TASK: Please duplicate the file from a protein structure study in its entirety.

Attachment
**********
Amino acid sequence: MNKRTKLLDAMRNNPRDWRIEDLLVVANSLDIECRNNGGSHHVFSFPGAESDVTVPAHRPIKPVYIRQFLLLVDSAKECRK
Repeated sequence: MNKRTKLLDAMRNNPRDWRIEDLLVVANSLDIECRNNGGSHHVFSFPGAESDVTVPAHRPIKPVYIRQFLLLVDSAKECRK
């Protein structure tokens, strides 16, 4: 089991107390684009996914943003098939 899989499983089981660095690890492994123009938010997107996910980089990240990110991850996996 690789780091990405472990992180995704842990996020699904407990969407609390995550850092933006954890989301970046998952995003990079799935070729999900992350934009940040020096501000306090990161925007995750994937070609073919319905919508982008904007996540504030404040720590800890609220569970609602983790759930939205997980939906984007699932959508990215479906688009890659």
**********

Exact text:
Amino acid sequence: MNKRTKLLDAMRNNPRDWRIEDLLVVANSLDIECRNNGGSHHVFSFPGAESDVTVPAHRPIKPVYIRQFLLLVDSAKECRK
Repeated sequence: MNKRTKLLDAMRNNPRDWRIEDLLVVANSLDIECRNNGGSHHVFSFPGAESDVTVPAHRPIKPVYIRQFLLLVDSAKECRK
């Protein structure tokens, strides 16, 4: 089991107390684009996914943003098939 899989499983089981660095690890492994123009938010997107996910980089990240990110991850996996 690789780091990405472990992180995704842990996020699904407990969407609390995550850092933006954890989301970046998952995003990079799935070729999900992350934009940040020096501000306090990161925007995750994937070609073919319905919508982008904007996540504030404040720590800890609220569970609602983790759930939205997980939906984007699932959508990215479906688009890659």